Public figures from various political backgrounds have called for students to be expelled, made unemployable, or imprisoned. They have suggested implausible scenarios where protests turn deadly. Students risking their financial aid and scholarships are often derided as childish instead of being seen as principled. Although students are educated to participate in civic life, they are told that protecting private property is more important as soon as they exercise their First Amendment rights. Some older adults seem unable to grasp that college students, who are old enough to marry, have families, and serve in the military, can also have well-thought-out principles.

“They basically want students to shut up and study,” says Robert Cohen, a scholar of 20th-century social protest. He notes that older generations often have a bias against students, regardless of the cause. Protesting is sometimes the only way students can voice their opinions on university matters. “People do not understand that university governance is fundamentally undemocratic,” Cohen says, noting that even when students convince universities to consider divestment, they only win the right to present their case to the board.

The stereotypes about today’s students are often wildly inaccurate. Today’s college students have access to a wealth of information about complex world events, thanks to the internet and 24/7 news. While some information may come from TikTok, and social media can be misleading, there’s no evidence that college students are more misled by TikTok than older people are by Facebook. Research indicates that younger people are more media-savvy and skeptical, often checking multiple sources to verify information.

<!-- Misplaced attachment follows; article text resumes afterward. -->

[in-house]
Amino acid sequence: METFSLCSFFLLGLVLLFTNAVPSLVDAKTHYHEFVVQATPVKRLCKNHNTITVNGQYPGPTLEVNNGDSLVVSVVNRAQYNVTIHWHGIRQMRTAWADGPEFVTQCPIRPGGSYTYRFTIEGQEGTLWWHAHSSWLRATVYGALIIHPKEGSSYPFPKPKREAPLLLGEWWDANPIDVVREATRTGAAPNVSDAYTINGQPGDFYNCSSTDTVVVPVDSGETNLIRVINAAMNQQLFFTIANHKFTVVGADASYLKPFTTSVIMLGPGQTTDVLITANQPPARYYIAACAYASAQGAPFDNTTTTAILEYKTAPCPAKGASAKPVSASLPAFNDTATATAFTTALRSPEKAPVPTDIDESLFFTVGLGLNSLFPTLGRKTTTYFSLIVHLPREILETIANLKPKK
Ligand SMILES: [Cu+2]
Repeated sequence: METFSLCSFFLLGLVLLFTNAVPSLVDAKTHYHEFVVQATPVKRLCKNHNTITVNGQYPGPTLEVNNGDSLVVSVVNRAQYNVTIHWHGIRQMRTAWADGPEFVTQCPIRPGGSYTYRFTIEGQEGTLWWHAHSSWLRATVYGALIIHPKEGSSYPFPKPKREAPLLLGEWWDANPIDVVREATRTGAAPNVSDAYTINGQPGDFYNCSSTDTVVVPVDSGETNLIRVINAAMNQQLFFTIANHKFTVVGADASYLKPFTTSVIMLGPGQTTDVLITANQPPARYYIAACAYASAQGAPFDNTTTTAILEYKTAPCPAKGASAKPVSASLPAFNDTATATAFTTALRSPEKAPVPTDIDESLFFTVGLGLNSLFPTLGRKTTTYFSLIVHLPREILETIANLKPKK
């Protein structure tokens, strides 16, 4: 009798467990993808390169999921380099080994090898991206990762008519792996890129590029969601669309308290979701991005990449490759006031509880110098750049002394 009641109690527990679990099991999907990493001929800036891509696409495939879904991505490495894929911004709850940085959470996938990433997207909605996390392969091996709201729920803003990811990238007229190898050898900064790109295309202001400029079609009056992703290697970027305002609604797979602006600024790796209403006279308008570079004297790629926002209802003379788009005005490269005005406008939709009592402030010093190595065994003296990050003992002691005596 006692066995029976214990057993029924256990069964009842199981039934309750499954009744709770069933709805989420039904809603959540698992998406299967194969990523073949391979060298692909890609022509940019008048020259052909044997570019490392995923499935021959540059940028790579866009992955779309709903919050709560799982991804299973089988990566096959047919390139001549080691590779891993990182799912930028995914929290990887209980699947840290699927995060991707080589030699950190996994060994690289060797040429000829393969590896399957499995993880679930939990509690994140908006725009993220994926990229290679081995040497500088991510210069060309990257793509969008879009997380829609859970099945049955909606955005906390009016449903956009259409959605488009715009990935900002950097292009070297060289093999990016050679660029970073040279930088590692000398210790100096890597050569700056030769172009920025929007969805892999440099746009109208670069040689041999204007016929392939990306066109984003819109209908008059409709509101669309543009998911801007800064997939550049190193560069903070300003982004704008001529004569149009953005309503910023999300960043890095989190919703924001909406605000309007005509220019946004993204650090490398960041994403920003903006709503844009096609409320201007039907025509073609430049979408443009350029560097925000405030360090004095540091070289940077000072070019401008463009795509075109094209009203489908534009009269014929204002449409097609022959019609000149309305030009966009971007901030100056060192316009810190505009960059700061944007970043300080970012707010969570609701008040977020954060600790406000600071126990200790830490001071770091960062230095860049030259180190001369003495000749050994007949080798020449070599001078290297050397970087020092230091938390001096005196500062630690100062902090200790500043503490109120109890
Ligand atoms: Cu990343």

These students are also more aware of the realities of violence, having grown up with active shooter drills and news of mass shootings. They are less financially secure than previous generations and less likely to trust institutions to protect or reward them for their loyalty and hard work. However, they are not naive or oblivious, and their ideas and actions cannot be dismissed just because of a few bad actors.

Protests are inherently disruptive, which is their purpose. While big, loud crowds can be intimidating, especially to older individuals, they are a fundamental part of exercising First Amendment rights. Protests allow students to stand up for their values, engage with the world around them, and hold decision-makers accountable, even at personal risk. This activism is attracting the attention of powerful figures, including the president and lawmakers, who can enact broader changes.

In summary, the criticism of student protesters reflects a misunderstanding of their motivations and a broader attempt to undermine higher education. Despite the negative stereotypes, today’s students are informed, principled, and engaged in meaningful political participation. Their protests are a legitimate and important form of civic engagement that should be respected and understood rather than dismissed and vilified.